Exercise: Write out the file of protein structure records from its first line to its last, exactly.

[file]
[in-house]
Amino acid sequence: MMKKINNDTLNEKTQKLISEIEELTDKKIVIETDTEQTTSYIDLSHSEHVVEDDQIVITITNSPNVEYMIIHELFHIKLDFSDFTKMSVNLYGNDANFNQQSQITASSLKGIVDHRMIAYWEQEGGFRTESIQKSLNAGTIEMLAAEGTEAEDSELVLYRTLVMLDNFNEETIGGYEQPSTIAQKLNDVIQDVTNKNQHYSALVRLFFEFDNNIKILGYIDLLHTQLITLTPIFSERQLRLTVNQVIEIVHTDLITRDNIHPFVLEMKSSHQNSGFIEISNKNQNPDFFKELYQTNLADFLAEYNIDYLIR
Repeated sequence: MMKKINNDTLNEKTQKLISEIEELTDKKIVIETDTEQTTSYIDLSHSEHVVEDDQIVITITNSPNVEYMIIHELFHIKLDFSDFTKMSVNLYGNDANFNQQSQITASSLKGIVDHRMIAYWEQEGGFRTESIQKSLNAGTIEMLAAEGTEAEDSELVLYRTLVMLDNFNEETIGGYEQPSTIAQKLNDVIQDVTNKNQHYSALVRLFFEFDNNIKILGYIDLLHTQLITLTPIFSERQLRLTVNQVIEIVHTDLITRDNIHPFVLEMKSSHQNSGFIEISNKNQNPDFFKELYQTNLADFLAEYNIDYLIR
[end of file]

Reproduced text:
[in-house]
Amino acid sequence: MMKKINNDTLNEKTQKLISEIEELTDKKIVIETDTEQTTSYIDLSHSEHVVEDDQIVITITNSPNVEYMIIHELFHIKLDFSDFTKMSVNLYGNDANFNQQSQITASSLKGIVDHRMIAYWEQEGGFRTESIQKSLNAGTIEMLAAEGTEAEDSELVLYRTLVMLDNFNEETIGGYEQPSTIAQKLNDVIQDVTNKNQHYSALVRLFFEFDNNIKILGYIDLLHTQLITLTPIFSERQLRLTVNQVIEIVHTDLITRDNIHPFVLEMKSSHQNSGFIEISNKNQNPDFFKELYQTNLADFLAEYNIDYLIR
Repeated sequence: MMKKINNDTLNEKTQKLISEIEELTDKKIVIETDTEQTTSYIDLSHSEHVVEDDQIVITITNSPNVEYMIIHELFHIKLDFSDFTKMSVNLYGNDANFNQQSQITASSLKGIVDHRMIAYWEQEGGFRTESIQKSLNAGTIEMLAAEGTEAEDSELVLYRTLVMLDNFNEETIGGYEQPSTIAQKLNDVIQDVTNKNQHYSALVRLFFEFDNNIKILGYIDLLHTQLITLTPIFSERQLRLTVNQVIEIVHTDLITRDNIHPFVLEMKSSHQNSGFIEISNKNQNPDFFKELYQTNLADFLAEYNIDYLIR